I’m from Long Island, New York. I am a senior double major in Journalism and Communication Studies. I have a passion for telling people stories that are exciting and intriguing. My plans for the future is to bring you a friendly familiar face to the TV screen- as a dedicated reporter. I’ve interned with WJAR NBC10 in Providence and News 12 Long Island two summers in a row. If you see me on campus with a camera, don’t be shy! Say hi!
The biography of Capt. Jeff Kuss posted on the Blue Angels website:Captain Jeff Kuss is a native of Durango, Colorado, and graduated from Durango High School in 2002. He attended Fort Lewis College, Durango, Colorado, and graduated with a Bachelor of Arts degree in Economics in 2006. Jeff was commissioned a Second Lieutenant in the U.S. Marine Corps through the Officer Candidate Course in 2006 and reported to The Basic School at Marine Corps Base Quantico, Virginia, to complete training.
“Thinking Big” now has even higher expectations for the University of Rhode Island community. TEDxURI is the inspiration behind this and has been launched in the spirit of sharing ideas worth spreading for a TED-like experience on campus. The TEDx website said the goal of the program is to help communities, organizations, and individuals engage in conversations and connection through TED-like experiences.
Muck Rack makes it simple to find people, tweets, or articles that mention any name, keyword, company, hashtag etc. We've compiled this guide to help you make the most of your search.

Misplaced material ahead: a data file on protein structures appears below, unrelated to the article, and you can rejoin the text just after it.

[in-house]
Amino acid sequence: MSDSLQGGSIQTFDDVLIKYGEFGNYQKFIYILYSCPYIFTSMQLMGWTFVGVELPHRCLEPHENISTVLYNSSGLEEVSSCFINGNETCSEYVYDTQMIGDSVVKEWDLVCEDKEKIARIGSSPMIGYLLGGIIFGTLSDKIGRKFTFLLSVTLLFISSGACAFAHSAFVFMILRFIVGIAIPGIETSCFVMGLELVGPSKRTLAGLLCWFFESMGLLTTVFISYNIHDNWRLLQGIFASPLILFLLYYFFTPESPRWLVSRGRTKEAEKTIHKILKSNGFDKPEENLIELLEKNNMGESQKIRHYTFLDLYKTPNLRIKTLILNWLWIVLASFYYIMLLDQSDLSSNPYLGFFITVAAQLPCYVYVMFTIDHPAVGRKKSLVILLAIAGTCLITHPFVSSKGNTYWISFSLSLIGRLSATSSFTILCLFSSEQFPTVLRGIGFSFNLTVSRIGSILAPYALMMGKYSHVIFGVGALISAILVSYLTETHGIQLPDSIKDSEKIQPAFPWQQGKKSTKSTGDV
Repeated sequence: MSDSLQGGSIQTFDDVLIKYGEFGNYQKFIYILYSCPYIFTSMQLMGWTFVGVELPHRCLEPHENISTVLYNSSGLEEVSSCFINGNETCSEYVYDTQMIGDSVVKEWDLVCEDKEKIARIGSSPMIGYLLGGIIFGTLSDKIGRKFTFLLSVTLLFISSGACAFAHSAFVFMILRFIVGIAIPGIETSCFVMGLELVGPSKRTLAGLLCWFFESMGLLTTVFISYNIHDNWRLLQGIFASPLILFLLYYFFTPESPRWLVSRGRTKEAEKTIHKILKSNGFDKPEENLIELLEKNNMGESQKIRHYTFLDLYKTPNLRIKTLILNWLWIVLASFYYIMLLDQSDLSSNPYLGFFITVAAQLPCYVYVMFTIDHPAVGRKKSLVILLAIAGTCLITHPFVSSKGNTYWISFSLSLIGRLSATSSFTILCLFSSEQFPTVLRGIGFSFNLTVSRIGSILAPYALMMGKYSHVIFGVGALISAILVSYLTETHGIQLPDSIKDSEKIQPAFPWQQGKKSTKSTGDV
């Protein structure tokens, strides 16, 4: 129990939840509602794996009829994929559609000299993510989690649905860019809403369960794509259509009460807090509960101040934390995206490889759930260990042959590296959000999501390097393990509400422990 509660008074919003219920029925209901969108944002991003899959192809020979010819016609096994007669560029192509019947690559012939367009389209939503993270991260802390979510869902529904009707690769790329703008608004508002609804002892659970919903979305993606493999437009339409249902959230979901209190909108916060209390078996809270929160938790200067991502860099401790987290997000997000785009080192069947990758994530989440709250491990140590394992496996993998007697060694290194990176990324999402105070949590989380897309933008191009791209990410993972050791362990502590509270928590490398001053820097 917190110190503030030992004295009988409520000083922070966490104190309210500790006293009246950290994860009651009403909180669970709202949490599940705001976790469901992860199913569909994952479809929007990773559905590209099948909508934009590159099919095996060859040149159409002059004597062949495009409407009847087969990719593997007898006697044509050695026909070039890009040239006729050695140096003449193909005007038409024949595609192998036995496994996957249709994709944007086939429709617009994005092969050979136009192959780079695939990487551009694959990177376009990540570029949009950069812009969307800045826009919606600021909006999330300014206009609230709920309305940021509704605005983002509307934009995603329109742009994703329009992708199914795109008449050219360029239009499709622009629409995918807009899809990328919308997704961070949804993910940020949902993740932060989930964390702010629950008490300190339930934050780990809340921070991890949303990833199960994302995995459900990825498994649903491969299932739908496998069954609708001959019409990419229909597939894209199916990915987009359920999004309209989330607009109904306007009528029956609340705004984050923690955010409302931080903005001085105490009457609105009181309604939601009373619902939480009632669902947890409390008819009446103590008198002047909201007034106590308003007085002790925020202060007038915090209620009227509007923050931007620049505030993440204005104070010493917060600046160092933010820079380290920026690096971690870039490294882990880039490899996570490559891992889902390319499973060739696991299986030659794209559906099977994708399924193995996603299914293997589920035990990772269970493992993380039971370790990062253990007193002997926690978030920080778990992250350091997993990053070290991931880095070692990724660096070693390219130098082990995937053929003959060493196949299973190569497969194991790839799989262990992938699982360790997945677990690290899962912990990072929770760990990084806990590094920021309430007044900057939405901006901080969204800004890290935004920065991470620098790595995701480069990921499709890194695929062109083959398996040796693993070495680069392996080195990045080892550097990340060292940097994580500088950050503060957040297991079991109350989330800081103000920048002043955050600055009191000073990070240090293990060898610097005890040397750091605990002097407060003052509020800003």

Selecting a term
Start searching tweets, articles from media outlets, articles mentioned in tweets, journalists'
names, titles and bios with some suggested searches:
Companies or Topics (e.g. iPhone, Microsoft)
Phrases (e.g. "cloud computing") — use quotes to keep the terms together
Twitter handles (e.g. @username) — returns those who have mentioned or replied to
Names (e.g. "David Pogue")
Hashtags (e.g. #sxsw, #london2012)
Bio details (e.g. vegan, Olympics, father)
Muck Rack's Advanced Search allows for many boolean operators.
Find results that mention multiple specified terms, use AND or
+. For example, ensure each result contains both Elon Musk and Mark Zuckerberg by
searching Musk AND Zuckerberg or Musk + Zuckerberg.
Use the operators OR or , to broaden your search when you'd like either of
multiple terms to appear in results. (This is the default behavior of our search when no operators
are used). For example, results will contain either cake or cookie by searching cake OR cookie or cake,cookie
Use NOT or - to subtract results from your search. For
example, searching Disney will yield results about the Walt Disney Company as well as Walt Disney
World Resort. To exclude mentions of Disney World, search for Disney -World or Disney
When using one of these operators with a phrase, enclose it in quotation marks. For example, you can
find results about smartphones excluding Apple's iPhone 4S by searching smartphone -"iPhone
Exact case matching or punctuation
If you're searching for a brand name or keyword that relies on specific punctuation marks or capitalization, you can
find results that match your exact query by adding matchcase: before the keyword you're searching for, like matchcase:E*TRADE .
Use parentheses to separate multiple
boolean phrases. For example, to find journalists talking about having fun in Disney World or
Disneyland, search for ("disney world" OR disneyland) AND fun.
An asterisk can be used to search for any variation of a root word truncated by the asterisk. For example, searching for admin* will return results for administrator, administration, administer, administered, etc.
A near operator is an AND operator where you can control the distance between the words. You can vary the distance the near operation uses by adding a forward slash and number (between 0-99) such as strawberries NEAR/10 "whipped cream", which means the strawberries must exist within 10 words of "whipped cream".